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VIRTUAL REALITY BASED CONFERENCING COULD BE THE ANSWER TO ZOOM FATIGUE

The high sense of immersion in Virtual Reality facilitates engagement and focus, while also reducing the sense of isolation. 


Working remotely in a makeshift office space where the lines between home and work are increasingly blurred, has become the norm for an unprecedented number of people since the COVID-19 pandemic began. From work and school to social gatherings we are spending more time on video-calls than ever – a 290% increase from 2019. Interestingly, despite the minimal efforts required in “getting ready”, or travelling otherwise associated with these tasks, people are reporting greater amounts of sheer exhaustion from participating in video calls.

 

Now famously referred to as Zoom Fatigue or Zoom Burnout, experts in the field of organizational psychology ascribe the tiredness, and general sense of anxiety to the design and nature of videoconferencing. While primarily designed to retain face-to-face connectivity, video conferencing does not provide non-verbal cues that are key to human conversation. The attendee is deprived of eye-contact, head-nods, accompanying body language, and naturally emergent group dynamics all of which help deliver the intended messaging. Ironically, this results in the very problem it was designed to avoid - a sense of distancing and isolation.  

 

Video calls lead to a sense of dissonance. The faces are too close, but there is nobody around you, and from your view everyone is watching you but there is no eye contact. At a subconscious level these are perceived as threats and our bodies respond with a cortisol surge increasing the sense of stress.

 

The technology itself may create challenges. Audio lags, or connectivity issues are distracting. Even with a perfect connectivity, there is a slight delay between when a person performs an action and when others observe it – i.e. asynchrony.  Studies have shown that for teleconferencing conversations, even small delays to the tune of 1.2 seconds can create a negative impression – with the responder viewed as being less friendly or inattentive. Additionally, viewing oneself on the screen can be distracting and cause the attendee to feel conscious of their appearance and behaviour. You, also, cannot rely on nudging your colleague to ask a clarifying question privately, so a high level of attention and preparedness is required – which further increases the mental effort.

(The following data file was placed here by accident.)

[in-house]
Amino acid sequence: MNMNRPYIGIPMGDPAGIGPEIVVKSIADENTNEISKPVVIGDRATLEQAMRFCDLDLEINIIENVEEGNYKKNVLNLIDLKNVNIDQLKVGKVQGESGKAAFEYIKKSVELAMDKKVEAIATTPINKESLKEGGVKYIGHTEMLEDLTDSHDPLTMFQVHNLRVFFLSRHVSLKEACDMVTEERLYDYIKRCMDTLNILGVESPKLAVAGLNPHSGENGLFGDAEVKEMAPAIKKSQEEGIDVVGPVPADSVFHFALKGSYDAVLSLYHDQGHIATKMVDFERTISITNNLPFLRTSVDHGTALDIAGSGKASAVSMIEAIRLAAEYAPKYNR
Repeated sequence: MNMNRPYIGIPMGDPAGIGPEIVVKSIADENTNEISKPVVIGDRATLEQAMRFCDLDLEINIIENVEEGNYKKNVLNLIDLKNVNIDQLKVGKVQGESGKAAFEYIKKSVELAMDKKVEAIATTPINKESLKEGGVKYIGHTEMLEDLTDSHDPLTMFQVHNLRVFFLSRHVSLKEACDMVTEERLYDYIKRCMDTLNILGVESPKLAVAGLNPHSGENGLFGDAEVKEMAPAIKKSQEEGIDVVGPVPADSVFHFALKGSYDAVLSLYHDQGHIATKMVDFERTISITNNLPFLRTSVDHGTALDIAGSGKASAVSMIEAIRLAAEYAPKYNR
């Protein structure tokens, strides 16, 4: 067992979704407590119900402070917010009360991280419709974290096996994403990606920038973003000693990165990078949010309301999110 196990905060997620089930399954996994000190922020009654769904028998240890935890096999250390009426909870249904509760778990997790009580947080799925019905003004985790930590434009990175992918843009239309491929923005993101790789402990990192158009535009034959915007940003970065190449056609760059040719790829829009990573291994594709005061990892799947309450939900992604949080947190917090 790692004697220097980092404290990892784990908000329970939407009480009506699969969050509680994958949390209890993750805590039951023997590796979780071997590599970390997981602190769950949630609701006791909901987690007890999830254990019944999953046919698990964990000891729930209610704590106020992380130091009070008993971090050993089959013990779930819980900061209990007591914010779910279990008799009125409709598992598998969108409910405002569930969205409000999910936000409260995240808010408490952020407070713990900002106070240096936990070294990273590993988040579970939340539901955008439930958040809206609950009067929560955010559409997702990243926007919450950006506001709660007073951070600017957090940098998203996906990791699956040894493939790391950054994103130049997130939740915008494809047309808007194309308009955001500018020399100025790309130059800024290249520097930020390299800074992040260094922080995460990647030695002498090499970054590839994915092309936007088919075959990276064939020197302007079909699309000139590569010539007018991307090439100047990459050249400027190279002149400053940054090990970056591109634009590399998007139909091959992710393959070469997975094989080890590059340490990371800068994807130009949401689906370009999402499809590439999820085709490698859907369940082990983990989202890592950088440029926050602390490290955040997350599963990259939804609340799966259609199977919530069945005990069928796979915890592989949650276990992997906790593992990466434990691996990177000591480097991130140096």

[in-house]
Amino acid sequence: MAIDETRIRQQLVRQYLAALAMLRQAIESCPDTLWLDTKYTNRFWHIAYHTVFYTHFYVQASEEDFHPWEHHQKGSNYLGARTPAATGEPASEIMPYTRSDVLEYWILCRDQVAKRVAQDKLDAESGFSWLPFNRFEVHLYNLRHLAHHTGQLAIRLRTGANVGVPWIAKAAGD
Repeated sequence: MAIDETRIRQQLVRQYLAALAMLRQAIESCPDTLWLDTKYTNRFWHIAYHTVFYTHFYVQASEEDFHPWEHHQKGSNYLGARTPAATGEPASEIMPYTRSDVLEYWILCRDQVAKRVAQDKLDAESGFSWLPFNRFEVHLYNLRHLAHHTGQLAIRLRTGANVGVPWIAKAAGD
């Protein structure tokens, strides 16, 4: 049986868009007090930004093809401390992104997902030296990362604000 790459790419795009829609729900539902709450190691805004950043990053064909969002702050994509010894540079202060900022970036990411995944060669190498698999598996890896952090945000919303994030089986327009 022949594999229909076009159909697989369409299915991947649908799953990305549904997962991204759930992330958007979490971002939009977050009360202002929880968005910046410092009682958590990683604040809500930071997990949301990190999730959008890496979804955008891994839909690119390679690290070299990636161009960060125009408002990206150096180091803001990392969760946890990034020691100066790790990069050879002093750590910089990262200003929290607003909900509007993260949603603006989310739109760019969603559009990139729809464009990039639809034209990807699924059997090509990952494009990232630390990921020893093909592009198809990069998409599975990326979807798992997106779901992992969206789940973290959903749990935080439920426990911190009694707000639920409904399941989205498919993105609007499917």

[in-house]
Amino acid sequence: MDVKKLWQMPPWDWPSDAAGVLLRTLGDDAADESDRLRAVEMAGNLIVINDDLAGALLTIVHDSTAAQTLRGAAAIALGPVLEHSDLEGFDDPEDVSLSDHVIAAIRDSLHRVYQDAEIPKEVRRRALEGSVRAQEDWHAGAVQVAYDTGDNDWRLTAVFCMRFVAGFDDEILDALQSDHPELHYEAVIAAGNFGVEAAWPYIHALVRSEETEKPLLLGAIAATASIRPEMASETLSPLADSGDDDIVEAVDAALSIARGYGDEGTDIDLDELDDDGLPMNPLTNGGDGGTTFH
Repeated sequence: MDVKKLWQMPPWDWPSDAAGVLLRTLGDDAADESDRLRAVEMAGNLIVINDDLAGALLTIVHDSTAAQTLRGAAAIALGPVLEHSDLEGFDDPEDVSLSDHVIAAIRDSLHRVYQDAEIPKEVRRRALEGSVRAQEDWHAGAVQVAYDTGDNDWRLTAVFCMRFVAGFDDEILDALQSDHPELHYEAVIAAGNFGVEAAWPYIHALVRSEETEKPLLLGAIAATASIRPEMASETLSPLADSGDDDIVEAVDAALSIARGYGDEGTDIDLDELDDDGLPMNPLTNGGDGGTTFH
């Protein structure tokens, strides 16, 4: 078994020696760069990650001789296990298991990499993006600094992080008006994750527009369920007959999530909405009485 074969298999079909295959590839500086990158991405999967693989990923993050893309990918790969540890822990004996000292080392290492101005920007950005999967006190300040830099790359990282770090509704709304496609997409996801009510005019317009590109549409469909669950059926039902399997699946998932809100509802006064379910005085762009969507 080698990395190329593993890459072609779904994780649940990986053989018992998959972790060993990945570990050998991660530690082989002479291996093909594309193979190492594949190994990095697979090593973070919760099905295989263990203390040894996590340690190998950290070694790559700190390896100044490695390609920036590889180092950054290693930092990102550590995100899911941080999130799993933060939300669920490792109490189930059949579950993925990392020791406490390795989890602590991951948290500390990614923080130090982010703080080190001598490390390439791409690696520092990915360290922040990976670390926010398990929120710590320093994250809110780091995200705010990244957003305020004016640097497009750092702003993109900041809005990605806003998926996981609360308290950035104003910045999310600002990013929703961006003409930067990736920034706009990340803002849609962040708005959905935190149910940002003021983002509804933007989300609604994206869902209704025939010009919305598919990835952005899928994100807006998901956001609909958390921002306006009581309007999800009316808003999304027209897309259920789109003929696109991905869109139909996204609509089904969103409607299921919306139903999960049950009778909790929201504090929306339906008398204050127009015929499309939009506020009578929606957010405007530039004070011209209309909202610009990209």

Significantly longer work hours, absence of a distinct work-life separation, and fewer opportunities for natural social interactions due to the COVID-19 distancing policies are additional factors that contribute to the overall feelings of fatigue. 


This fatigue and disengagement can be especially counterproductive if web-conferencing is being used to deliver important training, education, or even therapy sessions.

 

With as many as 73% of organizations and educational institutions in North America planning to continue remote working/learning even after the COVID-19 pandemic is resolved, there is a pressing need to prevent burnout. The virtual (VR) and augmented reality (AR) industry, have proposed solutions to mitigate some of the challenges with web-conferencing.